So this afternoon I hope to offer a few ideas about what’s going on at present in the world of religion, with a view to where secular humanism might fit in all of this. I want to refer to an article by David Brookes in Atlantic Monthly. He’s the contributing editor of Newsweek, the senior editor of The Weekly Standard and on the conservative side of American politics, but a very interesting man. He wrote recently that like a lot of people these days he was a recovering secularist and until September 11 he’d accepted the notion that as the world became richer and better educated, it became less religious. He said, “extrapolating from a tiny and unrepresentative sample of humanity in Western Europe and parts of North America, this theory holds that as history moves forward, science displaces dogma, and reason replaces unthinking obedience. A region that has not yet had a reformation or an enlightenment, such as the Arab world, sooner or later will. However, it’s now clear that the secularisation theory is untrue. The human race does not necessarily get less religious as it grows richer and better educated. We’re living through one of the great periods of scientific progress and the creation of wealth. At the same time, we’re in the midst of a religious boom.”
Now, I wouldn’t describe myself as a recovering secularist, but I do have a lot of sympathy with some of the things that I think David Brookes is saying. In particular, my experience at the ABC has been one where I inherited an ABC dominated by baby boomers and still is. Kerry O’Brien will still be there in ten years time and that generation that grew up with Vietnam is hostile to religion and materialistic in its basic precepts of the world. My generation, the under 40s didn’t, as a rule, roll its eyes at the announcement that I was moving from the arts to religion. It’s much more open to ideas about spirituality and that religion, like it or lump it, is here to stay and is important. I guess all I want to share with you is the idea that for many of the baby-boomer generation it’s fair to say that they were tone-deaf to religion and to the non-materialist ways in which the world works, though this tone deafness is breaking down. Religion is back, but that doesn’t necessarily mean that committed faith in religion is back. What’s back is interest in religion, which may be interest from the outside looking in. However, not all religion is back. On a program like mine, I spend a lot of time on a very small number of unfolding issues. The clash with militant Islam is obviously one, whether militant Islam in South East Asia, the war in Iraq or Al-Qaeda. Another issue ironically enough is the story of the decline of mainline Christianity. In saying that, I see myself as no different from an ABC reporter stationed in Baghdad or in New Delhi who is reporting on what’s happening there.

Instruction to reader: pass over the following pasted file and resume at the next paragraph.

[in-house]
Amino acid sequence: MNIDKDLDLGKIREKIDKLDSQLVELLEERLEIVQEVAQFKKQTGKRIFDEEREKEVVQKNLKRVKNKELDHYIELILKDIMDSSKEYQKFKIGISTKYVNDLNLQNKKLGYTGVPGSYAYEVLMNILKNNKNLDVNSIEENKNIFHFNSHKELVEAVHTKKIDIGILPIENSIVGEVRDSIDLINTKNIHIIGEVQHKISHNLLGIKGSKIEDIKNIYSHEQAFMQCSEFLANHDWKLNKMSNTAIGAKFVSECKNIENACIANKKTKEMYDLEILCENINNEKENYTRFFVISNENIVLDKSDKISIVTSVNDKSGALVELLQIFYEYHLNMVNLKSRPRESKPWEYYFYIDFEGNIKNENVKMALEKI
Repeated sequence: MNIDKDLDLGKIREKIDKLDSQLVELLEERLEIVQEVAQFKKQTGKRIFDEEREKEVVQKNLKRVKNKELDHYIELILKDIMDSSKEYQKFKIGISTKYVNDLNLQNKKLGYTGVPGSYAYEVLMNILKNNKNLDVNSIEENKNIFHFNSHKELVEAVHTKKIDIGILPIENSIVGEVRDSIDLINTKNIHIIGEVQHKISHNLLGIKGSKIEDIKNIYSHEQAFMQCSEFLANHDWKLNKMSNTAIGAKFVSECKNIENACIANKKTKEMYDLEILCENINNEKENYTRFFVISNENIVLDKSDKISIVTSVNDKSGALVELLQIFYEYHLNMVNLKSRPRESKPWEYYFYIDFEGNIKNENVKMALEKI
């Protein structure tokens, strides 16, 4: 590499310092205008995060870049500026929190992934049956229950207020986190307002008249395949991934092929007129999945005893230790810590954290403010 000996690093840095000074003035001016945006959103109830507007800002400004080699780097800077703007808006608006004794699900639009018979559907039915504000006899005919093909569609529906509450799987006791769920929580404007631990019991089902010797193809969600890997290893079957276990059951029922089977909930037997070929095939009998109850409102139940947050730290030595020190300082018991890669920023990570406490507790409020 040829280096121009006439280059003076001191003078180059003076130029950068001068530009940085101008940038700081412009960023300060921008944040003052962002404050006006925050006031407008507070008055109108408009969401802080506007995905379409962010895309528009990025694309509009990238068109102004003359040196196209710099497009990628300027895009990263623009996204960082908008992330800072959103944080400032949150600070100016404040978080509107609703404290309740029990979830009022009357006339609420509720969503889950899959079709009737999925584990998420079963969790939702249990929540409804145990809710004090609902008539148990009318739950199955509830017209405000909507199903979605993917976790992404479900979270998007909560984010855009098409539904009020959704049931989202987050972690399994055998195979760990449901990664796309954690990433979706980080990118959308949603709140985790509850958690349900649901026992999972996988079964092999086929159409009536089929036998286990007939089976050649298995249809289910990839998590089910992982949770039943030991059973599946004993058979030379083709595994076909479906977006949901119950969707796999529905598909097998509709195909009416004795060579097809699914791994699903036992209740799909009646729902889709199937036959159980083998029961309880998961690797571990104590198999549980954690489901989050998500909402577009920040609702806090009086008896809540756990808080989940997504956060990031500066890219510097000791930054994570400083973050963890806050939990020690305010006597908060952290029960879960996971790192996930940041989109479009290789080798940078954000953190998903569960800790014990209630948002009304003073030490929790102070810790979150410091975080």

One of the big issues in the last two years has been that September 11 has not simply revealed a clash between fundamentalist Christianity and fundamentalist Islam, but a triangular clash between a pre-modern world, a medieval Islam, and the modern world. Although the mainline Christian churches which have modernised in many respects in the case of the Catholic Church in particular, they are still fundamentally pre-modern organisations, and not unlike Islam, are having problems dealing with the modern world.